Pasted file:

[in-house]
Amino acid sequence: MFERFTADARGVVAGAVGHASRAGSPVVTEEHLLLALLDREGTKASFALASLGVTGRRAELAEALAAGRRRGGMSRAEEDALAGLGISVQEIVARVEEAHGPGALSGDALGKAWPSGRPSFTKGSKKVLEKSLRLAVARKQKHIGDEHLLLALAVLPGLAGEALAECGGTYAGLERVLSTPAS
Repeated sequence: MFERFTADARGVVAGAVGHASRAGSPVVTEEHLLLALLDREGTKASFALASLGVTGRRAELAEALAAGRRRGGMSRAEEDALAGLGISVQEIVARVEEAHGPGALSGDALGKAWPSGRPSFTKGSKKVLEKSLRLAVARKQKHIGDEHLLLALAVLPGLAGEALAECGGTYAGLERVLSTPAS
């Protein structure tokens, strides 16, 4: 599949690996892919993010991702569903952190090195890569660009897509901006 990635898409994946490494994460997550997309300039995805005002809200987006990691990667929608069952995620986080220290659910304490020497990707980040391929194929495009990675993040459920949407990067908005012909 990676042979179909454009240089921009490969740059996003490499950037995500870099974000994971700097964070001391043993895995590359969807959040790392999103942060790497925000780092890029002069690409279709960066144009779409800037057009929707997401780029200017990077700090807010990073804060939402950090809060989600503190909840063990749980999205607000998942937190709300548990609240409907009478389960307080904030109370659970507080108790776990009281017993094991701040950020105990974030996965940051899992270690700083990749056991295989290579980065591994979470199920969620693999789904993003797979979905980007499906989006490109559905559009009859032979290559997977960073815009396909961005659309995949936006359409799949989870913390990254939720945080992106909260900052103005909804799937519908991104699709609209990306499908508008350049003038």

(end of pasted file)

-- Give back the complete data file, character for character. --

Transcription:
[in-house]
Amino acid sequence: MFERFTADARGVVAGAVGHASRAGSPVVTEEHLLLALLDREGTKASFALASLGVTGRRAELAEALAAGRRRGGMSRAEEDALAGLGISVQEIVARVEEAHGPGALSGDALGKAWPSGRPSFTKGSKKVLEKSLRLAVARKQKHIGDEHLLLALAVLPGLAGEALAECGGTYAGLERVLSTPAS
Repeated sequence: MFERFTADARGVVAGAVGHASRAGSPVVTEEHLLLALLDREGTKASFALASLGVTGRRAELAEALAAGRRRGGMSRAEEDALAGLGISVQEIVARVEEAHGPGALSGDALGKAWPSGRPSFTKGSKKVLEKSLRLAVARKQKHIGDEHLLLALAVLPGLAGEALAECGGTYAGLERVLSTPAS
């Protein structure tokens, strides 16, 4: 599949690996892919993010991702569903952190090195890569660009897509901006 990635898409994946490494994460997550997309300039995805005002809200987006990691990667929608069952995620986080220290659910304490020497990707980040391929194929495009990675993040459920949407990067908005012909 990676042979179909454009240089921009490969740059996003490499950037995500870099974000994971700097964070001391043993895995590359969807959040790392999103942060790497925000780092890029002069690409279709960066144009779409800037057009929707997401780029200017990077700090807010990073804060939402950090809060989600503190909840063990749980999205607000998942937190709300548990609240409907009478389960307080904030109370659970507080108790776990009281017993094991701040950020105990974030996965940051899992270690700083990749056991295989290579980065591994979470199920969620693999789904993003797979979905980007499906989006490109559905559009009859032979290559997977960073815009396909961005659309995949936006359409799949989870913390990254939720945080992106909260900052103005909804799937519908991104699709609209990306499908508008350049003038």